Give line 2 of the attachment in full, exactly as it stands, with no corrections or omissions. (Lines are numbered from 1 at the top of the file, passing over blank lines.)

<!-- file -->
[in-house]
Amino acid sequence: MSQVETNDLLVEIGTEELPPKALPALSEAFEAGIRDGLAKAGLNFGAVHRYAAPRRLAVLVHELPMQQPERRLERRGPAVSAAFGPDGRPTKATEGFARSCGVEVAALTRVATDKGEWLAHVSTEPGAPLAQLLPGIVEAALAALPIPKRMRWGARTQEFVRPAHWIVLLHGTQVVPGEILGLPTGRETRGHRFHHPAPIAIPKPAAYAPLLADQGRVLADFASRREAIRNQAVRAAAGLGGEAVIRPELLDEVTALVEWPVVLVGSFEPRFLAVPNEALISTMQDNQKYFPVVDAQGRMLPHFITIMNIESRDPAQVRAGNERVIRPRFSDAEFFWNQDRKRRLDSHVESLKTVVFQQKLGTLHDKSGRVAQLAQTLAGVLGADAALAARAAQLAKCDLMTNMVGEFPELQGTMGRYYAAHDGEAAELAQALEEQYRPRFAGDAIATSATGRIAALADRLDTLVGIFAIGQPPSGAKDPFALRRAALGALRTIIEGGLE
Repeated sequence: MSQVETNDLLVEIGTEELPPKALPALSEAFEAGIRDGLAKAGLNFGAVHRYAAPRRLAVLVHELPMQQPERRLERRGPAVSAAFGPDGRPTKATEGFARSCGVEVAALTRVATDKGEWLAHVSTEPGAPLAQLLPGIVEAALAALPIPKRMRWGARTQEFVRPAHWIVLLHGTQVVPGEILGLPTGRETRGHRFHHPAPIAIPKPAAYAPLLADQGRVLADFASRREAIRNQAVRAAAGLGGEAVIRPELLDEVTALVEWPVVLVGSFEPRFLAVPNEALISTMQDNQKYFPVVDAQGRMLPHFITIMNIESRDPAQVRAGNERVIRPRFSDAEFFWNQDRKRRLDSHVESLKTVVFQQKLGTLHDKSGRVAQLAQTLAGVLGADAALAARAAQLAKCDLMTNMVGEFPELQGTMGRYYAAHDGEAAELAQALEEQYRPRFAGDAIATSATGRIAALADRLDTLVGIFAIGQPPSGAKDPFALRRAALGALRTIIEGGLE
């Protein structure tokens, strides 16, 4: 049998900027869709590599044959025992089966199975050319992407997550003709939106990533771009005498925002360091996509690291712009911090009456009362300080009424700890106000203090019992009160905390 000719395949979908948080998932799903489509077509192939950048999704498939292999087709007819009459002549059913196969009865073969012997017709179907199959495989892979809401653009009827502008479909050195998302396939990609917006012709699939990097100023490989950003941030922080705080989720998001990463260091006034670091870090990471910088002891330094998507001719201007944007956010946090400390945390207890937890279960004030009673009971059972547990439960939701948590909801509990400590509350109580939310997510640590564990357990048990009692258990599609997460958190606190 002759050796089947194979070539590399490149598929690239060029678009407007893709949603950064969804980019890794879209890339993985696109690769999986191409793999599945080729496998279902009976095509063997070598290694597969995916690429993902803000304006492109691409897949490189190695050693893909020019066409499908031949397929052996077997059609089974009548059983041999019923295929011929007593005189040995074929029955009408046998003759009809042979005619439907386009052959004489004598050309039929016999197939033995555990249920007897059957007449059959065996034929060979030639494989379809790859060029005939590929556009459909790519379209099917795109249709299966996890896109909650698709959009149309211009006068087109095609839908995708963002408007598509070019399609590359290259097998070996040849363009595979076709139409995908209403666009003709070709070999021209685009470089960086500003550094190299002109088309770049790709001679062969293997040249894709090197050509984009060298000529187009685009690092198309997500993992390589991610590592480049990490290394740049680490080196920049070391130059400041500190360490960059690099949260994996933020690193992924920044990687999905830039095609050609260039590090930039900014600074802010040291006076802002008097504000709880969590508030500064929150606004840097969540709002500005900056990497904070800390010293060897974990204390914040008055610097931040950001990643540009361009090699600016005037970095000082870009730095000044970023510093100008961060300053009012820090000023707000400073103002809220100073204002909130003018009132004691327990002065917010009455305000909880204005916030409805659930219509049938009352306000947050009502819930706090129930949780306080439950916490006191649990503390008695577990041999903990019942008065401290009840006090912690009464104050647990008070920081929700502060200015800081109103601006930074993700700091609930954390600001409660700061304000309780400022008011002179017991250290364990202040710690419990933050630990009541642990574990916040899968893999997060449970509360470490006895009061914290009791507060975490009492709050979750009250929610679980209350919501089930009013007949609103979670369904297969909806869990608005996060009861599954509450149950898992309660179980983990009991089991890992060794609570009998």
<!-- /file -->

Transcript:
Amino acid sequence: MSQVETNDLLVEIGTEELPPKALPALSEAFEAGIRDGLAKAGLNFGAVHRYAAPRRLAVLVHELPMQQPERRLERRGPAVSAAFGPDGRPTKATEGFARSCGVEVAALTRVATDKGEWLAHVSTEPGAPLAQLLPGIVEAALAALPIPKRMRWGARTQEFVRPAHWIVLLHGTQVVPGEILGLPTGRETRGHRFHHPAPIAIPKPAAYAPLLADQGRVLADFASRREAIRNQAVRAAAGLGGEAVIRPELLDEVTALVEWPVVLVGSFEPRFLAVPNEALISTMQDNQKYFPVVDAQGRMLPHFITIMNIESRDPAQVRAGNERVIRPRFSDAEFFWNQDRKRRLDSHVESLKTVVFQQKLGTLHDKSGRVAQLAQTLAGVLGADAALAARAAQLAKCDLMTNMVGEFPELQGTMGRYYAAHDGEAAELAQALEEQYRPRFAGDAIATSATGRIAALADRLDTLVGIFAIGQPPSGAKDPFALRRAALGALRTIIEGGLE